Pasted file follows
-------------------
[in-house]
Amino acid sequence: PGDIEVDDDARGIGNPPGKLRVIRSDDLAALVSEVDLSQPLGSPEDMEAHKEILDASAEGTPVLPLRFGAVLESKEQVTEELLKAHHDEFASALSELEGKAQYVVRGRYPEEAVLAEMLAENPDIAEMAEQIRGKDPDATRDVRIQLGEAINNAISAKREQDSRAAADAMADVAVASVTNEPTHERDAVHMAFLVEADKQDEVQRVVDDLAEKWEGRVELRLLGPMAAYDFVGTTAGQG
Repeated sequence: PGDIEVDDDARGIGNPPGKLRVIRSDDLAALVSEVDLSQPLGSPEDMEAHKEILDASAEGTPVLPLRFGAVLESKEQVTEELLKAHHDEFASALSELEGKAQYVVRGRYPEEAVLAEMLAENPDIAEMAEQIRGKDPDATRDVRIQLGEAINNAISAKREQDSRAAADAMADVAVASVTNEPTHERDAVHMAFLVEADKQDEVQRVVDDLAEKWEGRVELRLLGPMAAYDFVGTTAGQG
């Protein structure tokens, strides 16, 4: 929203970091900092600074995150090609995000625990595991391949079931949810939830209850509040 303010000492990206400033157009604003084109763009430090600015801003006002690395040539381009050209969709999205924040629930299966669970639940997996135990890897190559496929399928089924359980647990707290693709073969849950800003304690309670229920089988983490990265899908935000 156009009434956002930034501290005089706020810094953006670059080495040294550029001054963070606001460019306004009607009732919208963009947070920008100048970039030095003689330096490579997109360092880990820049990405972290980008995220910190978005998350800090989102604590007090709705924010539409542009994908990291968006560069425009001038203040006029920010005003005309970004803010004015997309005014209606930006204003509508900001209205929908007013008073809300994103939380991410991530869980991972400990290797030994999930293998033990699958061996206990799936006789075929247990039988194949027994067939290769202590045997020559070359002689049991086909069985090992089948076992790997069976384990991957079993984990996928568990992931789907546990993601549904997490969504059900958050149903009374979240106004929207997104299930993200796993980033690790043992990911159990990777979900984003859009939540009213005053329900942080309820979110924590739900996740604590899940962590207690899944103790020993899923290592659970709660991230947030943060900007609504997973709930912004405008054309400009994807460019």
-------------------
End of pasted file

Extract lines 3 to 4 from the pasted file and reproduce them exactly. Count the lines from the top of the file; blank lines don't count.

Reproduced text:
Repeated sequence: PGDIEVDDDARGIGNPPGKLRVIRSDDLAALVSEVDLSQPLGSPEDMEAHKEILDASAEGTPVLPLRFGAVLESKEQVTEELLKAHHDEFASALSELEGKAQYVVRGRYPEEAVLAEMLAENPDIAEMAEQIRGKDPDATRDVRIQLGEAINNAISAKREQDSRAAADAMADVAVASVTNEPTHERDAVHMAFLVEADKQDEVQRVVDDLAEKWEGRVELRLLGPMAAYDFVGTTAGQG
């Protein structure tokens, strides 16, 4: 929203970091900092600074995150090609995000625990595991391949079931949810939830209850509040 303010000492990206400033157009604003084109763009430090600015801003006002690395040539381009050209969709999205924040629930299966669970639940997996135990890897190559496929399928089924359980647990707290693709073969849950800003304690309670229920089988983490990265899908935000 156009009434956002930034501290005089706020810094953006670059080495040294550029001054963070606001460019306004009607009732919208963009947070920008100048970039030095003689330096490579997109360092880990820049990405972290980008995220910190978005998350800090989102604590007090709705924010539409542009994908990291968006560069425009001038203040006029920010005003005309970004803010004015997309005014209606930006204003509508900001209205929908007013008073809300994103939380991410991530869980991972400990290797030994999930293998033990699958061996206990799936006789075929247990039988194949027994067939290769202590045997020559070359002689049991086909069985090992089948076992790997069976384990991957079993984990996928568990992931789907546990993601549904997490969504059900958050149903009374979240106004929207997104299930993200796993980033690790043992990911159990990777979900984003859009939540009213005053329900942080309820979110924590739900996740604590899940962590207690899944103790020993899923290592659970709660991230947030943060900007609504997973709930912004405008054309400009994807460019």